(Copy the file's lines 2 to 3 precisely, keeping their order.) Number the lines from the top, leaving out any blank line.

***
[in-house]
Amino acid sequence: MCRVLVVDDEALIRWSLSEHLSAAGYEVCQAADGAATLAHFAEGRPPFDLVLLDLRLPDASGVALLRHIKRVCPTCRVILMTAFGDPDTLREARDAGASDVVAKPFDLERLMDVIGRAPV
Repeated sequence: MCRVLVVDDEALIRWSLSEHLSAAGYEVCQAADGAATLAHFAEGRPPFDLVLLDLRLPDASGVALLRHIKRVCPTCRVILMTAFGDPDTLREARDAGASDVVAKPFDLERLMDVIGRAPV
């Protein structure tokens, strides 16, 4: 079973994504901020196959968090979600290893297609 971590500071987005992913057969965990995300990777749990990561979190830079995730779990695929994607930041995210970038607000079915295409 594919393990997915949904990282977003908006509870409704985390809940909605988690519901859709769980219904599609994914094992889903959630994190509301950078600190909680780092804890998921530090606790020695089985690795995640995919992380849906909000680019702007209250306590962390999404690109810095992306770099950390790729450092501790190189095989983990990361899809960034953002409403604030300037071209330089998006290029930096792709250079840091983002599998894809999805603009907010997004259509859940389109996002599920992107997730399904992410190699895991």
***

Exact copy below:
Amino acid sequence: MCRVLVVDDEALIRWSLSEHLSAAGYEVCQAADGAATLAHFAEGRPPFDLVLLDLRLPDASGVALLRHIKRVCPTCRVILMTAFGDPDTLREARDAGASDVVAKPFDLERLMDVIGRAPV
Repeated sequence: MCRVLVVDDEALIRWSLSEHLSAAGYEVCQAADGAATLAHFAEGRPPFDLVLLDLRLPDASGVALLRHIKRVCPTCRVILMTAFGDPDTLREARDAGASDVVAKPFDLERLMDVIGRAPV